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Tech Industry

Silicon Valley innovation gets its due with new patent office

New satellite location will focus federal attention on the tech region's inventors. Most business with the government will still take place online, but the office is meant to foster closer relationships.

SAN JOSE, Calif. -- There was a time, San Jose Mayor Sam Liccardo recalled Thursday, when people criticized the city government here for not getting a retail tenant in the downtown City Hall when it was constructed 10 years ago.

Now the US Patent and Trademark Office is opening up a satellite office here.

"It's fair to say this is a whole lot better than a Starbucks, isn't it?" Liccardo said Thursday to chuckles from the crowd of about 300 people who attended the office's official opening.

Michelle K. Lee, director of the US Patent and Trade Offce, shows off the new San Jose, California, office. Laura Hautala

The suit-and-tie crowd there understood the import of the moment, which paid homage to the region's clout as a seat of innovation in the United States and beyond. The patent office puts the federal government on the home turf of the companies that invent things, file and fight over patents, and make huge profits from their technology. Silicon Valley, and the West Coast more broadly, is getting credit these days as the engine of the United States economy.

Just last month, Chinese President Xi Jinping stopped in Seattle and Tacoma, Washington, for a visit at Microsoft and Boeing before traveling east to meet with President Barack Obama. Around the same time, Indian Prime Minister Narendra Modi visited Facebook's Menlo Park, California, headquarters for a Q&A with CEO Mark Zuckerberg before heading to the United Nations in New York. The West Coast is also a frequent destination for national political candidates on fund-raising jaunts.

Until recently, though, companies, their inventors and their lawyers had to fly to Alexandria, Virginia, to talk face-to-face with patent examiners, something that Carl Guardino, president and CEO of the Silicon Valley Leadership Council, called a "tremendous pain in their assets."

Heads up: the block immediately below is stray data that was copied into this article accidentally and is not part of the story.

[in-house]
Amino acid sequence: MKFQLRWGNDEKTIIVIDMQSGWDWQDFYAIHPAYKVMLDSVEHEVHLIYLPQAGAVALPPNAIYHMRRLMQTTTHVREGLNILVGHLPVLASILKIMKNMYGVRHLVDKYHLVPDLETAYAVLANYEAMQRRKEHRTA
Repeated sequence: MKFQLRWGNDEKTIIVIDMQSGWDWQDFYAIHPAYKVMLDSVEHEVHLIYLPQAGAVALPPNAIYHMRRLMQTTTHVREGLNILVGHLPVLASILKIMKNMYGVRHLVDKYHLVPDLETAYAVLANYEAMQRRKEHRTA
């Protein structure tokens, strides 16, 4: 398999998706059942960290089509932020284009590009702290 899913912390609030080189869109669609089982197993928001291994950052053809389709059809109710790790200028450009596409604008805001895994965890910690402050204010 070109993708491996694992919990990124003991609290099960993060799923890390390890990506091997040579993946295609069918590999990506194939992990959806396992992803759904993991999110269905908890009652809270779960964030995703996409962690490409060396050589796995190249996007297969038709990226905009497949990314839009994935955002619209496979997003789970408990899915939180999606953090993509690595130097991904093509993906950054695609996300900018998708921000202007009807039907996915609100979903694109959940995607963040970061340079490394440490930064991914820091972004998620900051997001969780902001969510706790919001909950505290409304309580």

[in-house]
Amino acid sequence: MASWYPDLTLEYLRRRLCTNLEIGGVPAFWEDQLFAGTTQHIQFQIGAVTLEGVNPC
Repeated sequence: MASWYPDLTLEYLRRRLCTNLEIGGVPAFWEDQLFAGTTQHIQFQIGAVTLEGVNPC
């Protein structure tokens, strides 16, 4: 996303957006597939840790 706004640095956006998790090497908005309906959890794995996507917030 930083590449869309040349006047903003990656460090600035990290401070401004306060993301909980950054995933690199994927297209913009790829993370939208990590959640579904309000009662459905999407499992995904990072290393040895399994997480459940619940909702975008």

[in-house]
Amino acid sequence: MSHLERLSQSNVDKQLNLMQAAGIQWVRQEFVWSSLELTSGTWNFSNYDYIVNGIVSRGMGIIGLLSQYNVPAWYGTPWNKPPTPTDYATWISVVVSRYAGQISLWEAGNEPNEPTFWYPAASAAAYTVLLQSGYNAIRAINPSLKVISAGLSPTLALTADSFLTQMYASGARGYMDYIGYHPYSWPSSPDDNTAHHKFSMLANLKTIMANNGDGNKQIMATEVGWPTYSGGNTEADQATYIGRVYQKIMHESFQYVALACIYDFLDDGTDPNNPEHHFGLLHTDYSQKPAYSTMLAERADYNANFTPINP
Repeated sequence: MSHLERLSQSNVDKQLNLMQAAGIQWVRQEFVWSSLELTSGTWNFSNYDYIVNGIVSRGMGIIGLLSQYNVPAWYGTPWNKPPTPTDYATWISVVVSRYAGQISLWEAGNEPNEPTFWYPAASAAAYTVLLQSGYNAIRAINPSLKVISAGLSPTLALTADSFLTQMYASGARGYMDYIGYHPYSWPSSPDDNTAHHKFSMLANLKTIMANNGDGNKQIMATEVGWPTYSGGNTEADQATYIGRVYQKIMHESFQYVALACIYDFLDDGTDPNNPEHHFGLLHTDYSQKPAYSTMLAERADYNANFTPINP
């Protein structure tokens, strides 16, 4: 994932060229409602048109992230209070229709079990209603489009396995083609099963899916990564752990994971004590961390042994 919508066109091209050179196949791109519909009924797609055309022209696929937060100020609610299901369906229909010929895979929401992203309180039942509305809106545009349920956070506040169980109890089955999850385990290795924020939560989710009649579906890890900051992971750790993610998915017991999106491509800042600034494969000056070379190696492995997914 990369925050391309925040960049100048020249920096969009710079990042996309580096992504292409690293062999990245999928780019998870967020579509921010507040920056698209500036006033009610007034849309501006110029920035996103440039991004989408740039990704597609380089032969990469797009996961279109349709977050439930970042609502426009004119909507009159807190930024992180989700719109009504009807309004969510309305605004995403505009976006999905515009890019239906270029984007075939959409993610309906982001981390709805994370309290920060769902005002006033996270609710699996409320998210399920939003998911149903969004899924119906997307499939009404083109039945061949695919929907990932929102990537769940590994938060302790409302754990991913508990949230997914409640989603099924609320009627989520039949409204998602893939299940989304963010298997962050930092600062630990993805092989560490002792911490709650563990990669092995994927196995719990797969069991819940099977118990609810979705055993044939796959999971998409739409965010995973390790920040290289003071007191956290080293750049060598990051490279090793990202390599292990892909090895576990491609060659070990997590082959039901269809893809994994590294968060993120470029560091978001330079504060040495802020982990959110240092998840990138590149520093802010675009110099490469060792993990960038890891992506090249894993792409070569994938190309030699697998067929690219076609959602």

The new patent office will eventually host more than 100 patent examiners and judges, but a lot of interactions will still take place with the officials judging patent applications in other satellite offices over interactive videoconference TV screens. Also, most people will continue to file their applications electronically, said Michelle K. Lee, director of the USPTO.

San Jose's new satellite office will also play host to briefings from local academics and industry specialists, meaning Silicon Valley's movers and shakers will be rubbing elbows with the patent office with much more frequency.

Samsung, which opened a new headquarters in San Jose this year, said through a representative that it looks forward to working with patent officials in Silicon Valley. "We believe this will further promote innovation and lead to more groundbreaking patents," the representative said.

Dallas and Denver join San Jose in playing host to the agency's satellite offices. The cities were selected after a 2011 patent reform bill set aside money for three such offices. Four members of the US House of Representatives from California spoke at the event Thursday, including Republican Darrell Issa, the lone conservative in the group of lawmakers that pushed for the local office.

In a rare moment of bipartisan harmony, Issa shared a glass of champagne onstage with Democrats Zoe Lofgren, Anna Eshoo, Mike Honda and others before Lee took a pair of bolt cutters to a metal "ribbon" to officially open the office.